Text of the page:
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Life settlements basics

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As boomers head into retirement, insurance agents are increasingly interested in the thriving life settlement industry. If you think you have a settlement opportunity, follow these basic rules to help you lock in the best deal for you and your client.

Rule #1: Work With a Specialized Broker
Unlike direct providers, specialized brokers are interested in getting your clients the best purchase price for their policies and are positioned to complete the transaction expeditiously. They have actionable knowledge of all of the processes required to submit a case, and they will complete the fiduciary responsibility to achieve the highest price and be able to provide that information to the policy owner.

Rule #2: Research Your Broker
When choosing a broker, make sure that he or she is a member of a reputable association, such as LISA, which vets its members to ensure they have the necessary compliance and professionalism. Request references and do some background checking to confirm that your broker has not experienced any prior litigation or license infractions. Finally, make sure that he or she is licensed to transact life settlement business in the policy owner’s state.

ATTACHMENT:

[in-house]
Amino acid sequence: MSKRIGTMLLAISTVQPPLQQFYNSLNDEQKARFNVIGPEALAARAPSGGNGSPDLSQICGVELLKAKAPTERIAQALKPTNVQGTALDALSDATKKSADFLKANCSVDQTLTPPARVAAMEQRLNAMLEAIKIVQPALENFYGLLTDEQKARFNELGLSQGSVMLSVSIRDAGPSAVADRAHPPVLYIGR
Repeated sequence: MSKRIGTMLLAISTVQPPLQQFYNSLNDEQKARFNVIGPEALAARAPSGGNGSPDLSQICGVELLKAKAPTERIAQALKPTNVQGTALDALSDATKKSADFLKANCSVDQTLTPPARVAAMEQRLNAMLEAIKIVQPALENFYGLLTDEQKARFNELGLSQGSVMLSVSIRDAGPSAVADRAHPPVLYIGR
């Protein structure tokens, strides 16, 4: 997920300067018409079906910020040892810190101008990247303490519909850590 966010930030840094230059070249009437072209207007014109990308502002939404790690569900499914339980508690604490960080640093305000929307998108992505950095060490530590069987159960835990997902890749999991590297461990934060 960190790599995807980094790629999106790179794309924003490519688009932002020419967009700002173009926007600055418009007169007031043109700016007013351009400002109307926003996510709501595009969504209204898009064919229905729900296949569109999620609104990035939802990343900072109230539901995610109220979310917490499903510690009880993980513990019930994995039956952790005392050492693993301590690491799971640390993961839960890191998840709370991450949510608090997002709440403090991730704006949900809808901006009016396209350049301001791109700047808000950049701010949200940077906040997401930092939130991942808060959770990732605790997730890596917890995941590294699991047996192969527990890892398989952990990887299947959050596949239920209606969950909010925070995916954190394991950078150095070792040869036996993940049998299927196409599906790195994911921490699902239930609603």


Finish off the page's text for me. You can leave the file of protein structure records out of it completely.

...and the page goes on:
During the selection process, remember that presenting your case to several brokers is unlikely to result in a better offer, and can actually result in a lower bid or no bid. Dealing with a single broker will help you avoid impinging upon existing relationships, creating questions about the “Broker of Record,” and generating an overall negative impression of the case.

Rule #3: Understand the Timeframe
Even the most seamless life settlement case can take four or five months to complete. Allow up to 12 weeks to procure medical records and life expectancies and up to three weeks for providers to make final offers. The policy owner will need time to make a decision after an offer is made, and the carrier has 30 days to make changes after the package has been sent to escrow. Once they have received the change forms, escrow agents have three days to pay the client. Contracts are typically written with a 15 business-day rescission period, and agents should not expect to be paid until at least three weeks after the client is paid.

Properly managing expectations is essential to completing a successful settlement transaction. In addition to a realistic timetable, make certain that your broker is not only willing to disclose the amount being paid by the provider, but that he or she will provide proof of multiple bids at the end of the process in order to confirm that the policy was properly shopped. Familiarize yourself with the process and communicate frequently with your client and broker.

Robert Finfer is President and CEO of Integrity Capital Partners, a secondary life insurance leader and one of the largest insurance companies in the Washington Metropolitan area. Robert is a “Top of The Table” Producer and member of LISA, NAIFA and MDRT, and can be contacted at [email protected].


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